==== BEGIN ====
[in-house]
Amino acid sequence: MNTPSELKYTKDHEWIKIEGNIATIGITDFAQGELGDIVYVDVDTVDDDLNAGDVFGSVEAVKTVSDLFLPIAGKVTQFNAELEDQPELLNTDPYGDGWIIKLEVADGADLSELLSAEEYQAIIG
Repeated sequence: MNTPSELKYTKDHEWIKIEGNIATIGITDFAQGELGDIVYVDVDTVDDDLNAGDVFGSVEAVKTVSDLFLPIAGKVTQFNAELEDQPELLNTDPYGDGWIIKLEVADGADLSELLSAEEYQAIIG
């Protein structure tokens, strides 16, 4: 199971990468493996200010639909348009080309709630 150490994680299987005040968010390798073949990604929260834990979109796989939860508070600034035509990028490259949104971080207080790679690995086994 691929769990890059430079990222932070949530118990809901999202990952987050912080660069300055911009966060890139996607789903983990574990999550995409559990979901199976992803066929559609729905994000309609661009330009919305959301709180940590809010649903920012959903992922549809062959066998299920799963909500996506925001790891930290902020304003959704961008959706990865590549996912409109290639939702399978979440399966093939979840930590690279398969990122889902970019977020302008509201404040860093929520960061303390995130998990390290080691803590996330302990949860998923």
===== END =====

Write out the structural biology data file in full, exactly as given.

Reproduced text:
[in-house]
Amino acid sequence: MNTPSELKYTKDHEWIKIEGNIATIGITDFAQGELGDIVYVDVDTVDDDLNAGDVFGSVEAVKTVSDLFLPIAGKVTQFNAELEDQPELLNTDPYGDGWIIKLEVADGADLSELLSAEEYQAIIG
Repeated sequence: MNTPSELKYTKDHEWIKIEGNIATIGITDFAQGELGDIVYVDVDTVDDDLNAGDVFGSVEAVKTVSDLFLPIAGKVTQFNAELEDQPELLNTDPYGDGWIIKLEVADGADLSELLSAEEYQAIIG
């Protein structure tokens, strides 16, 4: 199971990468493996200010639909348009080309709630 150490994680299987005040968010390798073949990604929260834990979109796989939860508070600034035509990028490259949104971080207080790679690995086994 691929769990890059430079990222932070949530118990809901999202990952987050912080660069300055911009966060890139996607789903983990574990999550995409559990979901199976992803066929559609729905994000309609661009330009919305959301709180940590809010649903920012959903992922549809062959066998299920799963909500996506925001790891930290902020304003959704961008959706990865590549996912409109290639939702399978979440399966093939979840930590690279398969990122889902970019977020302008509201404040860093929520960061303390995130998990390290080691803590996330302990949860998923």